What makes Sweeney Todd one of Burton’s better films is nothing to do with him but the gorgeous songs of Sondheim. The composer had spoken about the film’s themes, and they obviously center on revenge. But Sondheim refuses to present a trite, straightforward, moralistic narrative and instead examines Todd’s situation with plenty of nuances. The barber is justified from a certain point of view as his family was destroyed by his enemies. The problem arises when he becomes so consumed by revenge that he starts murdering people who have no connection to his crimes. Todd is a victim but becomes a perpetrator instead of developing empathy. He justifies his actions by poorly reasoning that human existence is hell and, therefore, he isn’t doing anything wrong, and it’s anyone who judges him is a hypocrite. Sondheim further complicates things by making Todd’s relationship with Lovett more complicated and dysfunctional and introducing a child between them who plays a crucial role in the narrative.

Sadly, as stated in previous reviews, I lack even a primary education on music. Having been homeschooled and never taken to any instrument presented to me, I’d say I don’t even have rudimentary vocabulary down to be able to discuss those terms. When it comes to music, I know what I like, and I love Sondheim’s work. I do note that the style of Sweeney Todd is unlike anything else I’ve heard before. There are elements of opera in that almost all dialogue is sung, and there are often moments that aren’t clear-cut songs. However, the lyrics are so sharp and reveal how at the top of his game Sondheim was a level of clever human writing we don’t often see, refusing to just write the same types of songs and providing twists on familiar forms.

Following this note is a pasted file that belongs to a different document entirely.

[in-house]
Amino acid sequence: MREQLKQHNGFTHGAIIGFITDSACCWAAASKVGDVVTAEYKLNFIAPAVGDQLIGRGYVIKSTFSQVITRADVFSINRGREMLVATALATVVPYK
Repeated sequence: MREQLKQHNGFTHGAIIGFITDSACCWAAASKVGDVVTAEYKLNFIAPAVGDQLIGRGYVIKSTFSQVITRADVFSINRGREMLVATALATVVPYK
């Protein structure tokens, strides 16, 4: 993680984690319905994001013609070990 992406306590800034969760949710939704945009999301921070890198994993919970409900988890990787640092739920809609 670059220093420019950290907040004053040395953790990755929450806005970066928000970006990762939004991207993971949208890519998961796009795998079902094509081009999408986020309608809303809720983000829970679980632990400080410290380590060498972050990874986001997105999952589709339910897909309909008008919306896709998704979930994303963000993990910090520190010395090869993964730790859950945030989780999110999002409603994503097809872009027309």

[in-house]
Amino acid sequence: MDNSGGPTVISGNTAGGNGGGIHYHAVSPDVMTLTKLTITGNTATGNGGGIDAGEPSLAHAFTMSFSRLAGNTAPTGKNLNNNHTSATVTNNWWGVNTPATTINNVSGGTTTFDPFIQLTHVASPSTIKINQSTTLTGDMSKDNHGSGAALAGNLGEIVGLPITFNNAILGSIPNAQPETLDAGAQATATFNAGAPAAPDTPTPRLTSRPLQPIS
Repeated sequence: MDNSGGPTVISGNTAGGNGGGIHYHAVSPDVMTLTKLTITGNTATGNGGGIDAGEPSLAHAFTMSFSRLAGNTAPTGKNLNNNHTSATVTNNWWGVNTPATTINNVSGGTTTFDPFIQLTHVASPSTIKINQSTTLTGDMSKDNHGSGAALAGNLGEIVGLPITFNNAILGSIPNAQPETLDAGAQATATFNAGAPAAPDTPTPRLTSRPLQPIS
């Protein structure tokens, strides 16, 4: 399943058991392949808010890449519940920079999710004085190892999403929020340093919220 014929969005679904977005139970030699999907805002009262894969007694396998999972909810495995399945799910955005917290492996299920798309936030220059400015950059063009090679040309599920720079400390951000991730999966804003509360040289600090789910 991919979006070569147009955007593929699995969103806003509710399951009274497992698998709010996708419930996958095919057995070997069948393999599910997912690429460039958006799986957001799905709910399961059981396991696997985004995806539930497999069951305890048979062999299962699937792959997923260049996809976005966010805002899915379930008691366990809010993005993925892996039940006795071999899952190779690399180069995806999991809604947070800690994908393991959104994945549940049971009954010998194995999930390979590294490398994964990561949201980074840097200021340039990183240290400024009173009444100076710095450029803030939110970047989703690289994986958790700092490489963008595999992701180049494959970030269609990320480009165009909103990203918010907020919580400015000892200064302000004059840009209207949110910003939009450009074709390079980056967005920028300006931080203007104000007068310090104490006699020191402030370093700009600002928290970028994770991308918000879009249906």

Johnny Depp does fine, and he even admitted he didn’t have the best singing voice, leading to him taking lessons in preparation for the film. Helena Bonham Carter also told Burton she wasn’t a great singer, but he liked how she looked for the character. You can hear it in their performances, which aren’t incredibly strong but passable. Sondheim’s music and the sing-talking style of Sweeney Todd do lend themselves to singers who may not be as strong. However, listening to the original cast recording with Len Cariou and Angela Landsbury can hear what talented singers bring to the project.

As an introduction to Sondheim, I think this is an excellent start, but I hope that anyone who enjoys the music will follow that thread and discover how complex and exciting the composer’s body of work really is. I’ve always been surprised with how popular this musical is because it feels like something audiences would have run away from. It’s a gory, bloody, violent story about murder & cannibalism that ends up striking such a powerful chord about the human condition. There’s a conclusion, but it doesn’t provide emotional closure, only an end to the story. The intent is that the audience will sit with their feelings & thoughts about this story and think about their own self-destructive behaviors that keep them from finding some sort of happiness. Additionally, Sondheim spotlights how we live in systems that want to break us and that if we allow them, we lose our humanity.

One thought on “Movie Review – Sweeney Todd: The Demon Barber of Fleet Street”

  1. Pingback: Spring 2022 Digest